The Russian revolution ended his career in the Emperor's army and in December 1917 he returned to Finland. Mannerheim returned to a country which had recently declared its independence, but was torn by revolutionary disturbances and with 40 000 Russian troops still in the country. The Finnish Senate gave Mannerheim the task of forming an army and restoring law and order in the country. At the same time as Mannerheim's troops were disarming the Russian garrisons in the north the revolutionary Red Guards seized power in the south. The three-month long Civil War ended with the victory of Mannerheim's White Army in May 1918.

After and partly during the war, relations between Mannerheim and the Senate gradually became tense as the Commander-in-Chief did not approve of the Senate's pro-German policy. Mannerheim could foresee the trouble Finland, whose independence was not yet generally acknowledged, would face by being too friendly with Germany, which was losing the war. Owing to the Senate's mistrust, Mannerheim resigned and went abroad where, despite his unofficial position, he was able to influence the politics of the winning countries especially France and England, towards Finland. When Germany finally collapsed, the situation in Finland changed and Mannerheim was called back in December 1918 to act as Regent. In Finland's first presidential election the following summer, he lost, however to K.J. Ståhlberg. Mannerheim signed the constitution of the Republic of Finland in July 1919.

Mannerheim tried to make Finland participate in the Russian counter-revolutionary military intervention operations, but retired to private life after the attempts failed. During the following years Mannerheim worked for the Red Cross in Finland and for the Mannerheim League for Child Welfare, which he had founded in 1920. In 1931 he was appointed Chairman for the Defence Council. In 1933 Mannerheim was awarded the title of Field Marshal, and in 1942 he was named Marshal of Finland.

War broke out in November 1939 as the USSR started bombing Finnish cities. Mannerheim was appointed Commander-in-Chief of the Armed Forces, a position which he held during the Winter War (1939-40) and the Continuation War (1941-44). Mannerheim did not lead only military operations. His activities were also political. His purpose was to prevent Finland from getting too involved in German politics and military aims which would have been against Finland's interests. At the same time, collaboration between the army and various parties at the home front during the extended war was greatly dependent on Mannerheim's personal prestige, and in the end it was left for him to detach Finland from the war.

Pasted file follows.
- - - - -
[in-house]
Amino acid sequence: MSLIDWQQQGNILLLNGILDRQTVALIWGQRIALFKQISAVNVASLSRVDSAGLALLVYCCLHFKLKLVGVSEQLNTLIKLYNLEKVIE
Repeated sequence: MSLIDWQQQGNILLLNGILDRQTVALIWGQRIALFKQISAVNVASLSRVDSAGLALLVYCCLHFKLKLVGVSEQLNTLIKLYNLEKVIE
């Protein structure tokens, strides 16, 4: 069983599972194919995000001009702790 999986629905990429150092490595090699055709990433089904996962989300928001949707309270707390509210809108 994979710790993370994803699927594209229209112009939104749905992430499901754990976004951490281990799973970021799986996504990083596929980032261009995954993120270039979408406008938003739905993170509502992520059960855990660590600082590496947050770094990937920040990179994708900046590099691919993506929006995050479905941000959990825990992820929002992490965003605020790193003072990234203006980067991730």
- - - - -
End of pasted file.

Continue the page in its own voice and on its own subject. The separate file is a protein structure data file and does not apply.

Towards the end of the war the Parliament appointed Mannerheim President of the Republic. He was able to lead Finland out of the war as the sole country on the losing side that was not occupied by foreign troops. In 1946 Mannerheim resigned his presidency owing to ill health. His last years he spent quietly, mainly in Switzerland, where he died in 1951 at the age of 83.

In 1892 Mannerheim married Anastasia Arapova, daughter of Major General Nicholas Arapov. They had two daughters, Anastasia and Sofia (Sophy). The marriage was dissolved in 1903, but officially the divorce was not acknowledged until 1919.

"The one lesson above all that I wish to stamp on the consciousness of the next generation is this: fractiousness in one's own ranks is more deadly than the enemy's sword, and internal discord opens the door to the outside aggressor. The people of Finland have shown in two wars that a united nation, small though it may be, can develop unprecedented fighting power and thus withstand the most formidable ordeals that destiny brings.

At the beginning of the century the house was owned by a prominent businessman, Karl Fazer, and it served as living quarters at his confectionery factory until 1924, when it was offered for rent to Mannerheim. He had considerable alterations made to the building, where he lived as a tenant for the rest of his life although there was a general belief that the house had been a gift to him from parliament. Parliament had inteded to donate to him another house in Kaivopuisto, (the present Labour Court building), to mark his 75th birthday but the Marshal was tipped off about the plan and made it known that he would rather live in his existing home. Thereafter, parliament began negotiations with the Fazer family but the matter could not be resolved entirely during the war years. The newspapers did, in fact, publish a congratulatory address from parliament, whereupon the house was handed over to Mannerheim and he stopped paying rent. The true facts of the matter were not revealed until 1945 when parliament donated to Mannerheim the money set aside for purchasing the house. With this money, and other sums from the General Mannerheim Fund, Mannerheim, during the same year, acquired the Kirkniemi manor house in Lohja.

Mannerheim, Carl G.E., Marshal of Finland (1867-1951)

1909 - 1910Commanding Officer 13th Russian Ulan Regiiment
1910 - 1914Commanding Officer Russian Imperial Guards Ulan Regiment
1914 - 1915Commanding Officer Russian Guards Cavalry Brigade Warsaw
1915 - 1916General Officer Commanding 12th Russian Cavalry Division